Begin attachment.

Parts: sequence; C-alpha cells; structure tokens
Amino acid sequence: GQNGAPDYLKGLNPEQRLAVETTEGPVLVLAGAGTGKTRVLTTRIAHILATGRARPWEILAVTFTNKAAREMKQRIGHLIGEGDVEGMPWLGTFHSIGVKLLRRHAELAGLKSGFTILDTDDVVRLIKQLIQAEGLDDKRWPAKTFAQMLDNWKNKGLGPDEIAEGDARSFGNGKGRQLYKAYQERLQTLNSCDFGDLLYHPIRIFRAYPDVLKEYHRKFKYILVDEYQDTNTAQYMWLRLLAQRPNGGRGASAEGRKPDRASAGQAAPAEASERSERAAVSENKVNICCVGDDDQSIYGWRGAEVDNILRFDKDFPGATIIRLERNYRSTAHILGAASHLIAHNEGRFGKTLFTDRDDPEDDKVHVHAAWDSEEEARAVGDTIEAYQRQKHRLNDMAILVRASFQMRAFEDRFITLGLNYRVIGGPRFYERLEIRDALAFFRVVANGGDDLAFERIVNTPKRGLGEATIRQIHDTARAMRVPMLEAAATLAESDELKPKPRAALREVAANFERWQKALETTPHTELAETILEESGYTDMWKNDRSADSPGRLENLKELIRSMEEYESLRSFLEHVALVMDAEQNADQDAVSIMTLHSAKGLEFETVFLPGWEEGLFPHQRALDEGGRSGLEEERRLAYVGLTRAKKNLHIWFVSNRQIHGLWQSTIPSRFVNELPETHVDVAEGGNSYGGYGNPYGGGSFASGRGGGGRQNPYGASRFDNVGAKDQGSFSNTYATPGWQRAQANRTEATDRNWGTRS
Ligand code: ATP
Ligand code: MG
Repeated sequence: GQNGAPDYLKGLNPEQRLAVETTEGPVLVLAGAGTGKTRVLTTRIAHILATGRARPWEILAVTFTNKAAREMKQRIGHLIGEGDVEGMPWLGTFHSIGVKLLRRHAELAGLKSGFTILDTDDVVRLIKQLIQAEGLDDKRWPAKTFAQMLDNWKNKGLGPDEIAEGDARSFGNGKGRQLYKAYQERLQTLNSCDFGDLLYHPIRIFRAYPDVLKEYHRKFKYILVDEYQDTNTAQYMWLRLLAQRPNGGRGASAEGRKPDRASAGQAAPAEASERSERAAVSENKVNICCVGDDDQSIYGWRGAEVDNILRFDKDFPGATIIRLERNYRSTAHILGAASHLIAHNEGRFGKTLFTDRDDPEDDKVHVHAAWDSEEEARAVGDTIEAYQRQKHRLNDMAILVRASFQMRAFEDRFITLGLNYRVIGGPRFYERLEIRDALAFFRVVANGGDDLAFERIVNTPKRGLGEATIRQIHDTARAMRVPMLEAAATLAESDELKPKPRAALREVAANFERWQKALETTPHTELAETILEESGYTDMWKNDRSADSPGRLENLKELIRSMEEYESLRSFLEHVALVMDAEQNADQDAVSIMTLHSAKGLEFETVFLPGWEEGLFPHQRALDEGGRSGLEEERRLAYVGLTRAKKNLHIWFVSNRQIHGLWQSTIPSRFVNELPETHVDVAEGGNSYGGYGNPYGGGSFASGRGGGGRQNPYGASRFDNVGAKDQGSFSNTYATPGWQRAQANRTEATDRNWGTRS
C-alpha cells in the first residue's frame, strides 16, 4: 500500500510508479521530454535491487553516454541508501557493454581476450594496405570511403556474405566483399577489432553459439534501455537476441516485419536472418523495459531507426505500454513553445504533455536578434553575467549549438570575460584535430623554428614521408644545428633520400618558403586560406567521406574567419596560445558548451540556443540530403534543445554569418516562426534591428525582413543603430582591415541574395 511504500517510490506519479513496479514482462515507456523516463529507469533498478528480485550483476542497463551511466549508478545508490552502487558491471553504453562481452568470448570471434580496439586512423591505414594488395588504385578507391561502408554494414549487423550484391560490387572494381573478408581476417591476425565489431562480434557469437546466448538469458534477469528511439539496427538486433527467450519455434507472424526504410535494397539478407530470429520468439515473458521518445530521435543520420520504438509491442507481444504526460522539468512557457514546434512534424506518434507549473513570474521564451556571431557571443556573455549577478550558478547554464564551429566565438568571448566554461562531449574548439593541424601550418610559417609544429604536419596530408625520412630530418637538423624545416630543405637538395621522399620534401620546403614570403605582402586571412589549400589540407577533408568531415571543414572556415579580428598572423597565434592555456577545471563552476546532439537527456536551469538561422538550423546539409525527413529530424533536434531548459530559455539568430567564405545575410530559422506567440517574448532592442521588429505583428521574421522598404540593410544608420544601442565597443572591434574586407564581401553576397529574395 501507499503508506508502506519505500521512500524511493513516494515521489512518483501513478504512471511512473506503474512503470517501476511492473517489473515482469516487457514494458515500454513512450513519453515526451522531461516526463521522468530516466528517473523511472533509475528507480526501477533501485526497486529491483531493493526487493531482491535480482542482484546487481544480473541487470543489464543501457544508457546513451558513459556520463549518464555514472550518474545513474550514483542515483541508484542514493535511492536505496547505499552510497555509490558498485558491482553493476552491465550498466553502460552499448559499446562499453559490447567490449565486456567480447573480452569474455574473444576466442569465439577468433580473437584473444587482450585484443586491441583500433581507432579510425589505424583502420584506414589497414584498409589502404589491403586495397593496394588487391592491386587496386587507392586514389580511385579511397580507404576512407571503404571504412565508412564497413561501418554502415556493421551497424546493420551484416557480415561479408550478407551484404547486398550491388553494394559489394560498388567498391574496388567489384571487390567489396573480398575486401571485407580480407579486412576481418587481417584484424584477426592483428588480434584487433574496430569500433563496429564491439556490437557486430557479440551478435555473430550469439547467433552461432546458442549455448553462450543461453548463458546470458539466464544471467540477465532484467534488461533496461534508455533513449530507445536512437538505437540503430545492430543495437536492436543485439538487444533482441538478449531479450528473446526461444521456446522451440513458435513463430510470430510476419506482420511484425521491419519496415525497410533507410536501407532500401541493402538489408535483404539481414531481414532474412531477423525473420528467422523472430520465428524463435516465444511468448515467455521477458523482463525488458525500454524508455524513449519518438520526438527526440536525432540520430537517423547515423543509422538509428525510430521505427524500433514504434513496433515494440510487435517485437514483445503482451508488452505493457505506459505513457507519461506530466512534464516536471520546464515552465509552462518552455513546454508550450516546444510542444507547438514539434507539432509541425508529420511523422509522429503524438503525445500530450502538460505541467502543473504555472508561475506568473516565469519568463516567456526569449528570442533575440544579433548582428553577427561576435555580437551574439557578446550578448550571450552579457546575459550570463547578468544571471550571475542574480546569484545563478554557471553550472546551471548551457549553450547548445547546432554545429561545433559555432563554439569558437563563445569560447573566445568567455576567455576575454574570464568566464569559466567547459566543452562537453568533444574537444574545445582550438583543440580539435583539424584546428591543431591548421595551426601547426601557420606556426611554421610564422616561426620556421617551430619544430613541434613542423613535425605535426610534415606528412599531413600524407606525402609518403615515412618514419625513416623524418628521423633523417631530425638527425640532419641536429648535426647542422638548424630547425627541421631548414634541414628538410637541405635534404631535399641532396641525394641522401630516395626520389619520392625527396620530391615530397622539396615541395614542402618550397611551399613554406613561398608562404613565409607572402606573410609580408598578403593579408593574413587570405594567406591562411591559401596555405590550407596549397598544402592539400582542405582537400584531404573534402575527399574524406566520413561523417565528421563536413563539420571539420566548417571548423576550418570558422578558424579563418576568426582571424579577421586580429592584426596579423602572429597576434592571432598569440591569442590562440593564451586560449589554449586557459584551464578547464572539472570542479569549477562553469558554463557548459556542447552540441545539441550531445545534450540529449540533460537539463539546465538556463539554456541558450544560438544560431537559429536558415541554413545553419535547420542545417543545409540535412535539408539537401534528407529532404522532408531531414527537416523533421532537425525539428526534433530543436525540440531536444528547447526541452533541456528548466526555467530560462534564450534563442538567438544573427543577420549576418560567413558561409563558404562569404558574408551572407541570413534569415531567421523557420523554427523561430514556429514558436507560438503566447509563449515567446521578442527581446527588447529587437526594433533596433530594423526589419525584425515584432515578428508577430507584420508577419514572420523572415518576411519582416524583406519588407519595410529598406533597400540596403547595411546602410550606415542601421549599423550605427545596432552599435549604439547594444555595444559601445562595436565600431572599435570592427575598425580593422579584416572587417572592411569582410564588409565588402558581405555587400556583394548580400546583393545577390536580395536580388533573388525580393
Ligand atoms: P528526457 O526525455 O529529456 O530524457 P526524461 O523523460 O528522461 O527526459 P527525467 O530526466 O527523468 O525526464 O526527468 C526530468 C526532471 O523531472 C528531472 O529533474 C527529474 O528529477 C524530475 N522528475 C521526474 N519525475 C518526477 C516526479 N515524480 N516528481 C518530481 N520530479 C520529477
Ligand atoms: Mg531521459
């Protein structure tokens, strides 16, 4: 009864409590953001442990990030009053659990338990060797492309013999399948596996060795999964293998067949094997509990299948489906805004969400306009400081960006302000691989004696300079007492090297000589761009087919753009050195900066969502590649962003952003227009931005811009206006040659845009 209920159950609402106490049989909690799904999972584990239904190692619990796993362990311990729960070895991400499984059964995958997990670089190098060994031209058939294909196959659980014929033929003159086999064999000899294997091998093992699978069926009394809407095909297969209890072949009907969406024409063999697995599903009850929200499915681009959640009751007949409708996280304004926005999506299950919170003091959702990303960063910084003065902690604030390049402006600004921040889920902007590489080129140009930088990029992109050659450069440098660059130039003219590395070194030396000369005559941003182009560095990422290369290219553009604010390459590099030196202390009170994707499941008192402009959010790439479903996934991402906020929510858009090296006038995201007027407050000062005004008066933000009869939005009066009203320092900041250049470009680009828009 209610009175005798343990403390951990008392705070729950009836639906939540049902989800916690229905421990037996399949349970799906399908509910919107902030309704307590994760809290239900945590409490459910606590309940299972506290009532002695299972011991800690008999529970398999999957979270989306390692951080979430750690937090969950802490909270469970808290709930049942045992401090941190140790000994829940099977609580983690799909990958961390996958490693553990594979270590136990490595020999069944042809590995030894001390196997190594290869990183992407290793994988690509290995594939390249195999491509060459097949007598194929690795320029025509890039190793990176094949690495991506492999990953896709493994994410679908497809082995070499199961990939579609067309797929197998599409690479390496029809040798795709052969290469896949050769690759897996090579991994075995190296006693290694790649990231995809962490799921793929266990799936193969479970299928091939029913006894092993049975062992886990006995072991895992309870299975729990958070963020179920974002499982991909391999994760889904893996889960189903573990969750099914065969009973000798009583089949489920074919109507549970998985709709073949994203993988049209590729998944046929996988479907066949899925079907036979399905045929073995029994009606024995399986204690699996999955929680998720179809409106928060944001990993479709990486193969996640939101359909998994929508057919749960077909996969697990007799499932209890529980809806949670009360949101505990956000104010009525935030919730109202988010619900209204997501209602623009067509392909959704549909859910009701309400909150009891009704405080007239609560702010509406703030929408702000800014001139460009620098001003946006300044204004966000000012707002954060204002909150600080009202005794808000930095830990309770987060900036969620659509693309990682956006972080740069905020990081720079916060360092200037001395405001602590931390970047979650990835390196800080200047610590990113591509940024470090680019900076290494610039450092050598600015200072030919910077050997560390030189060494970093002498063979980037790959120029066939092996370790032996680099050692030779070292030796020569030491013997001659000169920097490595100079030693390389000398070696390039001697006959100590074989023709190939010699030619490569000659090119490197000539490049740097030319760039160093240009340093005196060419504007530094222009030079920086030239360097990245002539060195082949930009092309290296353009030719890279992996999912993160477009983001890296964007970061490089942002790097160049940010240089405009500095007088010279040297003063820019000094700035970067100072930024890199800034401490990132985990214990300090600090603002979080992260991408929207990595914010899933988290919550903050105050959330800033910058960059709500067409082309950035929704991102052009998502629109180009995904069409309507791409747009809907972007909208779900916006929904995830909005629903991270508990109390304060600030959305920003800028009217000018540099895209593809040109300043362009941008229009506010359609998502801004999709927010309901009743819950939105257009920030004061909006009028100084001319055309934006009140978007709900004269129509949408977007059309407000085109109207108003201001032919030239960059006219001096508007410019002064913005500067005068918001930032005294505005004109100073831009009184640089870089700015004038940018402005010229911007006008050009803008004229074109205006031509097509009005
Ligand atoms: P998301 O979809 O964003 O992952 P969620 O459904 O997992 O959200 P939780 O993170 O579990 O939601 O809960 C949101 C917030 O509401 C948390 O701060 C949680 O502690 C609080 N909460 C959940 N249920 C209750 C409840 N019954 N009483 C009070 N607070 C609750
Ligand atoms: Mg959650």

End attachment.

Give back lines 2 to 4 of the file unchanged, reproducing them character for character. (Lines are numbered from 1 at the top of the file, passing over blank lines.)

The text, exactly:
Amino acid sequence: GQNGAPDYLKGLNPEQRLAVETTEGPVLVLAGAGTGKTRVLTTRIAHILATGRARPWEILAVTFTNKAAREMKQRIGHLIGEGDVEGMPWLGTFHSIGVKLLRRHAELAGLKSGFTILDTDDVVRLIKQLIQAEGLDDKRWPAKTFAQMLDNWKNKGLGPDEIAEGDARSFGNGKGRQLYKAYQERLQTLNSCDFGDLLYHPIRIFRAYPDVLKEYHRKFKYILVDEYQDTNTAQYMWLRLLAQRPNGGRGASAEGRKPDRASAGQAAPAEASERSERAAVSENKVNICCVGDDDQSIYGWRGAEVDNILRFDKDFPGATIIRLERNYRSTAHILGAASHLIAHNEGRFGKTLFTDRDDPEDDKVHVHAAWDSEEEARAVGDTIEAYQRQKHRLNDMAILVRASFQMRAFEDRFITLGLNYRVIGGPRFYERLEIRDALAFFRVVANGGDDLAFERIVNTPKRGLGEATIRQIHDTARAMRVPMLEAAATLAESDELKPKPRAALREVAANFERWQKALETTPHTELAETILEESGYTDMWKNDRSADSPGRLENLKELIRSMEEYESLRSFLEHVALVMDAEQNADQDAVSIMTLHSAKGLEFETVFLPGWEEGLFPHQRALDEGGRSGLEEERRLAYVGLTRAKKNLHIWFVSNRQIHGLWQSTIPSRFVNELPETHVDVAEGGNSYGGYGNPYGGGSFASGRGGGGRQNPYGASRFDNVGAKDQGSFSNTYATPGWQRAQANRTEATDRNWGTRS
Ligand code: ATP
Ligand code: MG